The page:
CTFA REITERATES PLEA FOR FASEB PEER REVIEW OF COLOR ADDITIVE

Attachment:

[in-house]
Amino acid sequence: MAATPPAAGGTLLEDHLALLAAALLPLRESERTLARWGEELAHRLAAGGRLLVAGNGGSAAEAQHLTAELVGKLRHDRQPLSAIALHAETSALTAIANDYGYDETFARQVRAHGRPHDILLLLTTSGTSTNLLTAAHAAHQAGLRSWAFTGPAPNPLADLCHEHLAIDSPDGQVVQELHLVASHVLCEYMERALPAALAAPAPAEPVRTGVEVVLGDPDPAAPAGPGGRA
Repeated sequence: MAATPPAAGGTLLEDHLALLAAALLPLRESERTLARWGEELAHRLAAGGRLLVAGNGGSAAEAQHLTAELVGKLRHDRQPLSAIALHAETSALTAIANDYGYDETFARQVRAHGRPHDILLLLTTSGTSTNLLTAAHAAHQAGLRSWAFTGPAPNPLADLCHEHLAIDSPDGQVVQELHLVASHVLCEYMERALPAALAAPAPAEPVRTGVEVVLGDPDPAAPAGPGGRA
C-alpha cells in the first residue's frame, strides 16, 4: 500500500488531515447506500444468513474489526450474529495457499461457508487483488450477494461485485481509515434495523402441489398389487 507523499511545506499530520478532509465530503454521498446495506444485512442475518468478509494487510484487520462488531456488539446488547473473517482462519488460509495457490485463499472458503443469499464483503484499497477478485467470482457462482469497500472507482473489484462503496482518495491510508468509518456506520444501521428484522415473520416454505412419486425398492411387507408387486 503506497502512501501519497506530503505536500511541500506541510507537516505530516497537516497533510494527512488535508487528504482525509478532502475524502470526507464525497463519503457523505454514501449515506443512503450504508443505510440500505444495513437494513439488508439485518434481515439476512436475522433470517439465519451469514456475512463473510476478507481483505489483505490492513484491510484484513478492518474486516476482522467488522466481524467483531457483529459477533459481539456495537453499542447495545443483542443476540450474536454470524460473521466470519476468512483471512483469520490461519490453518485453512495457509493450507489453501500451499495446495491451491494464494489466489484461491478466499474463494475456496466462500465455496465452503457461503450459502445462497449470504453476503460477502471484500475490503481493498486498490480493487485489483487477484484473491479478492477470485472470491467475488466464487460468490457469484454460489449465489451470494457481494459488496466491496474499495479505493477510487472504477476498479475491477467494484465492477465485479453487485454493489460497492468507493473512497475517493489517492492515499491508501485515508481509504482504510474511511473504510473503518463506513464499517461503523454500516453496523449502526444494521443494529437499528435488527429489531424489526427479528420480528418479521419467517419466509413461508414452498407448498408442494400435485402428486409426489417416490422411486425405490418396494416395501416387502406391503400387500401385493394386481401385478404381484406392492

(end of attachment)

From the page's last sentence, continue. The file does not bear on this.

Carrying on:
CTFA REITERATES PLEA FOR FASEB PEER REVIEW OF COLOR ADDITIVE safety issues prior to a final decision in an Oct. 22 letter to FDA Com. Young. The letter was sparked by the recent congressional hearing at which Young said he is preparing to make recommendations on the safety of D&C Red Nos. 9, 19 and D&C Orange No. 17, among others. It is likely that he will advise banning the dyes as his predecessor, Acting Com. Novitch, did. CTFA's letter also concerned FD&C Red No. 3. "We believe . . . there are reasonable scientific questions that must fully be explored through independent peer review" before a decision is made, CTFA President Edward Kavanaugh told Young. The assn. was reiterating an Aug. 31 request to Young that certain science issues be referred to an outside review body -- specifically the Federation of American Societies for Experimental Biology (FASEB). "FDA already has a contract with FASEB under which such peer review is to be conducted for issues involving food additives and color additives," the assn. continued, adding: "No substantial delay need be incurred by such a review. Accordingly, we urge that you promptly submit them for review and consideration by FASEB." The current provisional listing closing date for the four colors is Dec. 3. "One of the issues to be considered in such a review would be the possibility of obtaining additional scientific evidence, in the short term, which would resolve any remaining ambiguities or concerns" relating to the safety of the dyes, CTFA's Kavanaugh said. For example, CTFA continued, at a public speech in March, Center for Food Safety and Applied Nutrition Director Sanford Miller mentioned "the possibility of conducting short-term in vitro studies on any suspect constituents of the four color additives, to determine whether a constituent or the color additive itself was responsible for the carcinogenic effects." Other testing of this nature "might also be suggested," CTFA pointed out, adding: "A fresh look by independent scientists would benefit both the agency and the industry." The four dyes have been linked to carcinogenic responses in animal tests. CTFA's 17-page letter went to Young along with two other documents: a "summary of the regulatory status" of the four additives, including the general results of bioassays and quantitative risk assessments on the dyes, and a recently prepared report by an outside consultant on the "selective penetration" and "inconsistent mixture" issues as related to the safety of the compounds.
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